100513_222)Wear the cloth from your head and leave one end longer than the other. Roll up the short end to your throat to hide your neck.




100513_32 3)Pull up the longer end (right side of the picture) over your neck, around your head, to your right ear. Fix the cloth around the ear (marked with an arrow on the picture) with a pin, and you now have the Iraqi headwear!

May 13, 2010 in Iraq |


The Spirit of Gotong Royong


After a two-hour drive from the Padang City onto the West into the mountains, we arrive in a district called V Koto Timur.  It is a peaceful agricultural province that has rice terraces in the mountains, larger than the ones in Bali, and coconut trees surrounding the roads, which are over ten meters tall.  We interviewed the chief of the Kudu Gantan village, where JEN first distributed emergency supplies.

“The houses in the village were completely destroyed by the earthquake. While the scale of damage varies by region, all the villagers were absolutely shocked by the awful earthquake, which had been an unprecedented experience for everyone.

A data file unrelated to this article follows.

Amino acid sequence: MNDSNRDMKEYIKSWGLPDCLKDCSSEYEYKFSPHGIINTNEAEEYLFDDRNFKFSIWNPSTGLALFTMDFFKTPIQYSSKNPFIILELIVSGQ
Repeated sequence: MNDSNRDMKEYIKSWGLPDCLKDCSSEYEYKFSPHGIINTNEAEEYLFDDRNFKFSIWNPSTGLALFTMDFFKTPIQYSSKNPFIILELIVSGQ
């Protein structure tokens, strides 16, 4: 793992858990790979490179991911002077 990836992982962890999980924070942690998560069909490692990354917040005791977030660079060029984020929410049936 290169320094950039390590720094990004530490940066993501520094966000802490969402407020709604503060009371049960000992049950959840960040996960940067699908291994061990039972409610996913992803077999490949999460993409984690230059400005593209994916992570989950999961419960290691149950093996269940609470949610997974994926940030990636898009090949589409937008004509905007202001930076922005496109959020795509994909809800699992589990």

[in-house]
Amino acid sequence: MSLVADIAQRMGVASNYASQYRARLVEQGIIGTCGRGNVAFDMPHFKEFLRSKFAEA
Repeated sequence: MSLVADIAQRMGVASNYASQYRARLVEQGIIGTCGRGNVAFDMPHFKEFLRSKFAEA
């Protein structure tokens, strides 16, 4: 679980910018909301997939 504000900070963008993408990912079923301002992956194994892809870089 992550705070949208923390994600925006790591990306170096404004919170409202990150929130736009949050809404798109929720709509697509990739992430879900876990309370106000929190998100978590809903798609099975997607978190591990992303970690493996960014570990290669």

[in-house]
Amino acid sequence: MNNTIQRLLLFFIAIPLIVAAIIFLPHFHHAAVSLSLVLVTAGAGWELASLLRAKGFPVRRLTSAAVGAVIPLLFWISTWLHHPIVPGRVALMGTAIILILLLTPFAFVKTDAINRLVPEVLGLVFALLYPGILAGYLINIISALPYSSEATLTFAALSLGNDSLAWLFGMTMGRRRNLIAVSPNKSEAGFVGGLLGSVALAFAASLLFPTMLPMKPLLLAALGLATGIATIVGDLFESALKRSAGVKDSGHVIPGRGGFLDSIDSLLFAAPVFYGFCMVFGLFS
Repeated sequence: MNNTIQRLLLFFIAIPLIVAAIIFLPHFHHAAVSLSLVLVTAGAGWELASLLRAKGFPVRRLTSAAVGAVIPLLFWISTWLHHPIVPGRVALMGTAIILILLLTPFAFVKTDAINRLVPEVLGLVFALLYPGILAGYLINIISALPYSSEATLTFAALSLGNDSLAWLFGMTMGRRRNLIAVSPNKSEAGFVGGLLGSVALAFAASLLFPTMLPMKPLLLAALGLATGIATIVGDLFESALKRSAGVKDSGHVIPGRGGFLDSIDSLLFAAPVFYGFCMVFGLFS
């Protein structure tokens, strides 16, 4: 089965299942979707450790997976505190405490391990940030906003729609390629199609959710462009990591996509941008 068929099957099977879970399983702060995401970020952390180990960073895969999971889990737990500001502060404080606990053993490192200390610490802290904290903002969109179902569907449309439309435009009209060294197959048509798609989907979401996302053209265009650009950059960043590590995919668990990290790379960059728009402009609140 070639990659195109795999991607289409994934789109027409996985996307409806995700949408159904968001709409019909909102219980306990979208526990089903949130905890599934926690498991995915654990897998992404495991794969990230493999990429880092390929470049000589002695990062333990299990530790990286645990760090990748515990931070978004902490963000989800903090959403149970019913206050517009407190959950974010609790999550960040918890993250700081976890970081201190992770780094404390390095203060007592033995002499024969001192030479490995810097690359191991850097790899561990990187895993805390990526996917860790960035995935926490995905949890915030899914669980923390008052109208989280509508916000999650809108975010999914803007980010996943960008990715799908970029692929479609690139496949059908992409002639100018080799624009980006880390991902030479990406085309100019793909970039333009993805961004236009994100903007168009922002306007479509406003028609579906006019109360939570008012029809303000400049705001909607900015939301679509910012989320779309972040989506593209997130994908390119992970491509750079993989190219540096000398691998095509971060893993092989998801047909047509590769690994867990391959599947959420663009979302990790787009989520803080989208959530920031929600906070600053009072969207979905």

Just after the earthquake, personnel from JEN arrived.  They asked me to make a list of the village residents.  As a chief of the village, I had been managing the villager list, so I immediately handed them the list. 


JEN prepared to distribute debris removal kits and a set of tools, such as wheelbarrows, per five households, to families with higher priority. We had a custom called Gotong Royong (working together), in which we support our neighbours. Soon, the villagers started removing the debris of each other’s houses. Now, we are almost done removing the debris, so we are reconstructing our houses by ourselves.  These tools were distributed by JEN at the time.